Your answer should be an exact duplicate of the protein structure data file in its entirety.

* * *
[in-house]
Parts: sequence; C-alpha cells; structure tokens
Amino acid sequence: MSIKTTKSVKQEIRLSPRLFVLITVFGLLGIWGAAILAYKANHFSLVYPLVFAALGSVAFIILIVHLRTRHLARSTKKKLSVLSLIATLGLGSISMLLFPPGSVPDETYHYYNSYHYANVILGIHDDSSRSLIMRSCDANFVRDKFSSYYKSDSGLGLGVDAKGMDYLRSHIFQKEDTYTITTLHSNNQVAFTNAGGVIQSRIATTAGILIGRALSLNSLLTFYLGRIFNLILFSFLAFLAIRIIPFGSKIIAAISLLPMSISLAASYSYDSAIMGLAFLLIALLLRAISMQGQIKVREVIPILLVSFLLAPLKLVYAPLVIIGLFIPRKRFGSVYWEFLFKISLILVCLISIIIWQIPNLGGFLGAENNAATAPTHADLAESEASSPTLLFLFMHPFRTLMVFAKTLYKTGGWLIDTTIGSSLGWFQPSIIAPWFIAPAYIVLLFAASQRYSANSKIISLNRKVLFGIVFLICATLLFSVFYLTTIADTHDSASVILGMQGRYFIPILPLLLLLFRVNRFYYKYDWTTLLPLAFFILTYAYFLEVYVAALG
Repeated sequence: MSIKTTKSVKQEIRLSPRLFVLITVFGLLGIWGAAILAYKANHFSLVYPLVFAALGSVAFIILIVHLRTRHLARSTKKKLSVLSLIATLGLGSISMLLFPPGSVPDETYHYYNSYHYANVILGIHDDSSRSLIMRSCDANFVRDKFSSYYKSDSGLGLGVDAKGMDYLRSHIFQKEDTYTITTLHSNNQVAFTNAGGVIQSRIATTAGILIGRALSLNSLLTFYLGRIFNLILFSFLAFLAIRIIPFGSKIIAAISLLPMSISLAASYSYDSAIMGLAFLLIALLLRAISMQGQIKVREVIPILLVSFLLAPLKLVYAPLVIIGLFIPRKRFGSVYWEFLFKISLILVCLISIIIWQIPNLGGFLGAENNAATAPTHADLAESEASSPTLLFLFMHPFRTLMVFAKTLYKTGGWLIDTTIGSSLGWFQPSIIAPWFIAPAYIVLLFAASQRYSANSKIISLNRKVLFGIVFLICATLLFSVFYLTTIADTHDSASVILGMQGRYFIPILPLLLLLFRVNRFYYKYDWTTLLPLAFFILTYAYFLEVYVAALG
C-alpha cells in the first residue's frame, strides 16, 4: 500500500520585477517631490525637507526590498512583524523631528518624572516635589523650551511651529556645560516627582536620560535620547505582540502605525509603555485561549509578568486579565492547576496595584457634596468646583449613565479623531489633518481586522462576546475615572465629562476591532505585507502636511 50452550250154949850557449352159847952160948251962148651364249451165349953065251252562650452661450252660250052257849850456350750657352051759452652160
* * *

[in-house]
Parts: sequence; C-alpha cells; structure tokens
Amino acid sequence: MSIKTTKSVKQEIRLSPRLFVLITVFGLLGIWGAAILAYKANHFSLVYPLVFAALGSVAFIILIVHLRTRHLARSTKKKLSVLSLIATLGLGSISMLLFPPGSVPDETYHYYNSYHYANVILGIHDDSSRSLIMRSCDANFVRDKFSSYYKSDSGLGLGVDAKGMDYLRSHIFQKEDTYTITTLHSNNQVAFTNAGGVIQSRIATTAGILIGRALSLNSLLTFYLGRIFNLILFSFLAFLAIRIIPFGSKIIAAISLLPMSISLAASYSYDSAIMGLAFLLIALLLRAISMQGQIKVREVIPILLVSFLLAPLKLVYAPLVIIGLFIPRKRFGSVYWEFLFKISLILVCLISIIIWQIPNLGGFLGAENNAATAPTHADLAESEASSPTLLFLFMHPFRTLMVFAKTLYKTGGWLIDTTIGSSLGWFQPSIIAPWFIAPAYIVLLFAASQRYSANSKIISLNRKVLFGIVFLICATLLFSVFYLTTIADTHDSASVILGMQGRYFIPILPLLLLLFRVNRFYYKYDWTTLLPLAFFILTYAYFLEVYVAALG
Repeated sequence: MSIKTTKSVKQEIRLSPRLFVLITVFGLLGIWGAAILAYKANHFSLVYPLVFAALGSVAFIILIVHLRTRHLARSTKKKLSVLSLIATLGLGSISMLLFPPGSVPDETYHYYNSYHYANVILGIHDDSSRSLIMRSCDANFVRDKFSSYYKSDSGLGLGVDAKGMDYLRSHIFQKEDTYTITTLHSNNQVAFTNAGGVIQSRIATTAGILIGRALSLNSLLTFYLGRIFNLILFSFLAFLAIRIIPFGSKIIAAISLLPMSISLAASYSYDSAIMGLAFLLIALLLRAISMQGQIKVREVIPILLVSFLLAPLKLVYAPLVIIGLFIPRKRFGSVYWEFLFKISLILVCLISIIIWQIPNLGGFLGAENNAATAPTHADLAESEASSPTLLFLFMHPFRTLMVFAKTLYKTGGWLIDTTIGSSLGWFQPSIIAPWFIAPAYIVLLFAASQRYSANSKIISLNRKVLFGIVFLICATLLFSVFYLTTIADTHDSASVILGMQGRYFIPILPLLLLLFRVNRFYYKYDWTTLLPLAFFILTYAYFLEVYVAALG
C-alpha cells in the first residue's frame, strides 16, 4: 500500500520585477517631490525637507526590498512583524523631528518624572516635589523650551511651529556645560516627582536620560535620547505582540502605525509603555485561549509578568486579565492547576496595584457634596468646583449613565479623531489633518481586522462576546475615572465629562476591532505585507502636511 50452550250154949850557449352159847952160948251962148651364249451165349953065251252562650452661450252660250052257849850456350750657352051759452652160